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Brown Sugar (2002)

View at IMDB


Commentaries on this disc:

Commentary 1: Director/co-writer Rick Famuyiwa and editor Dirk Westervelt Rating:5.0/10 (1 vote) [graph]Login to vote or review
Reviewed by openingcredits on May 28th, 2020:Find all reviews by openingcredits
This is a really sweet commentary. At some point Mr. Famuyiwa mentions that since they had a really challenging post-production process on the movie he wanted to bring in the editor, Mr. Westervelt, to do the commentary with him. – And I love this refocusing or reframing of the process of filmmaking as a democratic, and collaborative one. So often the film business spotlights directors and to a lesser extent producers in a way that makes it seem to the public like they’re the only ones that made the movie, but this commentary was really a dialogue between these two collaborators, and Mr. Famuyiwa really drives home that it’s as much the editor’s film as it is his own.

Brown Sugar is a very musical film, and you can hear that in the commentary, too – from the very beginning in the documentary-style opening, and later on in the two talking about how they decided to use the signature jump cuts in this movie to convey the style of hip-hop music, which the lives of both of these characters revolve around.

And Mr. Famuyiwa mentions his inspirations behind the look of the film, which interestingly also comes from a musical background.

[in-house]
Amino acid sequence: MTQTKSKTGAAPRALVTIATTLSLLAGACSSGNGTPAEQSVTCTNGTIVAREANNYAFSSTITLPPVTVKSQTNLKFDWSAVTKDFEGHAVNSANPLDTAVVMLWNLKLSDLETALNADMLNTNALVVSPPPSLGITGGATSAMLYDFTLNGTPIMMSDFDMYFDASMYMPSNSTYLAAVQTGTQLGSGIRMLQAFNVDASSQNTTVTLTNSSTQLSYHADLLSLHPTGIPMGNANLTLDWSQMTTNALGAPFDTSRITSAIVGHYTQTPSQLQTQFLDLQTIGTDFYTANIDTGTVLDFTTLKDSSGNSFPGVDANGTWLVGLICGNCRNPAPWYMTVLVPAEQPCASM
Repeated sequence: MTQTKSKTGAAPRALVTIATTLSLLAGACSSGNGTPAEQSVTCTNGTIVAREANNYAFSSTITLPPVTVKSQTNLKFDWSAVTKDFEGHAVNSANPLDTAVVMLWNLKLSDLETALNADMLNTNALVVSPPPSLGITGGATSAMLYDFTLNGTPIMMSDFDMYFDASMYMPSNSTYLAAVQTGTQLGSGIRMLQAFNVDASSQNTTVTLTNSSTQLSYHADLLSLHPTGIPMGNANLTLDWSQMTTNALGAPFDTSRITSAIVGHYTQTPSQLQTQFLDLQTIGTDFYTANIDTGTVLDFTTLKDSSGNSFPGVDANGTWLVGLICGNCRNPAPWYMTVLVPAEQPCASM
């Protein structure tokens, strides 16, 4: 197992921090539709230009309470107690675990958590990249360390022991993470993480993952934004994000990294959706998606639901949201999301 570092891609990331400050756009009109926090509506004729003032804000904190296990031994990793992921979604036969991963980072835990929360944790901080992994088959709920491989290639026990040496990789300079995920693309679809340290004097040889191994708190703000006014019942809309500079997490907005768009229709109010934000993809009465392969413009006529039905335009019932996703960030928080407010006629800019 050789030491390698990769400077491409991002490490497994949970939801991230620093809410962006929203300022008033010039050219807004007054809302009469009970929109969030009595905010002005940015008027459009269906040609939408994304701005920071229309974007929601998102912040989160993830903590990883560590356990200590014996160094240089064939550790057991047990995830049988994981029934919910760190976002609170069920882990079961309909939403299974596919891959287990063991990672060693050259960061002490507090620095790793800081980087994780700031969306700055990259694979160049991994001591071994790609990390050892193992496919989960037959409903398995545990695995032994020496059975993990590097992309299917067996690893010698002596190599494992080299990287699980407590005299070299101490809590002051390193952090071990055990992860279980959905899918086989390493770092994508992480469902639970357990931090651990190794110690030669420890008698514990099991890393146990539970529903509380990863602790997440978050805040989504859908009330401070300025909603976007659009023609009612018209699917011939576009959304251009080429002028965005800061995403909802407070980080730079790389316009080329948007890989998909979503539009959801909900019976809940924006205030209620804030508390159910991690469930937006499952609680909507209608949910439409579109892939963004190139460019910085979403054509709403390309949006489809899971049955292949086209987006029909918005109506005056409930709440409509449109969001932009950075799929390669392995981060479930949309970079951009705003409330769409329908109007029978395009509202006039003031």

They talk about their fight with the MPAA, and having to make cuts to get a PG-13 rating despite there not really being anything in the movie to begin with to warrant an R.

And their fights with the film lab, which kept overexposing their dailies and tried to kind of put the filmmakers in a box.

One of the more interesting things about the commentary is how it gives context to the time in which the movie was made. They mention the commentary was recorded the day after the film’s premiere party, and they discuss what it was like to be the first production to shoot in New York City, just a month after the September 11th attacks in 2001. They talk about having a very tight-knit crew, and mention how they pay homage to the city in the film in different ways.

It’s a great commentary filled with many many more interesting stories and bits of trivia from the making of the movie. The filmmakers are smart, passionate, funny, nerdy, and really love the movie they made.